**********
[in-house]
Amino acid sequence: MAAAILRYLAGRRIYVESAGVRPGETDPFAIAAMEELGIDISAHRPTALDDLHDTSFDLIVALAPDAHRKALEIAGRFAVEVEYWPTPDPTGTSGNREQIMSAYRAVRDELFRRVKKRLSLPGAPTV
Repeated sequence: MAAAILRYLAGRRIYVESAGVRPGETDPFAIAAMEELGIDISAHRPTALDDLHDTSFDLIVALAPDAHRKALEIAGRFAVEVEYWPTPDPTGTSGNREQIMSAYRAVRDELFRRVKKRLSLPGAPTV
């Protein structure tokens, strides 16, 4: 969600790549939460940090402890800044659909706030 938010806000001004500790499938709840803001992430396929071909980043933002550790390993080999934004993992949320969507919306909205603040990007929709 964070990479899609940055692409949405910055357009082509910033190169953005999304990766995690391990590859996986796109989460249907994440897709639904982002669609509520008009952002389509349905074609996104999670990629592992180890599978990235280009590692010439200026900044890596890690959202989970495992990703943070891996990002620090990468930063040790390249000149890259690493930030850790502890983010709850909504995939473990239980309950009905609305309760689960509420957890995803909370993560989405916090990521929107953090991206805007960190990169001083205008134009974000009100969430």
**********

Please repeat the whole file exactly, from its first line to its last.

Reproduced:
[in-house]
Amino acid sequence: MAAAILRYLAGRRIYVESAGVRPGETDPFAIAAMEELGIDISAHRPTALDDLHDTSFDLIVALAPDAHRKALEIAGRFAVEVEYWPTPDPTGTSGNREQIMSAYRAVRDELFRRVKKRLSLPGAPTV
Repeated sequence: MAAAILRYLAGRRIYVESAGVRPGETDPFAIAAMEELGIDISAHRPTALDDLHDTSFDLIVALAPDAHRKALEIAGRFAVEVEYWPTPDPTGTSGNREQIMSAYRAVRDELFRRVKKRLSLPGAPTV
């Protein structure tokens, strides 16, 4: 969600790549939460940090402890800044659909706030 938010806000001004500790499938709840803001992430396929071909980043933002550790390993080999934004993992949320969507919306909205603040990007929709 964070990479899609940055692409949405910055357009082509910033190169953005999304990766995690391990590859996986796109989460249907994440897709639904982002669609509520008009952002389509349905074609996104999670990629592992180890599978990235280009590692010439200026900044890596890690959202989970495992990703943070891996990002620090990468930063040790390249000149890259690493930030850790502890983010709850909504995939473990239980309950009905609305309760689960509420957890995803909370993560989405916090990521929107953090991206805007960190990169001083205008134009974000009100969430």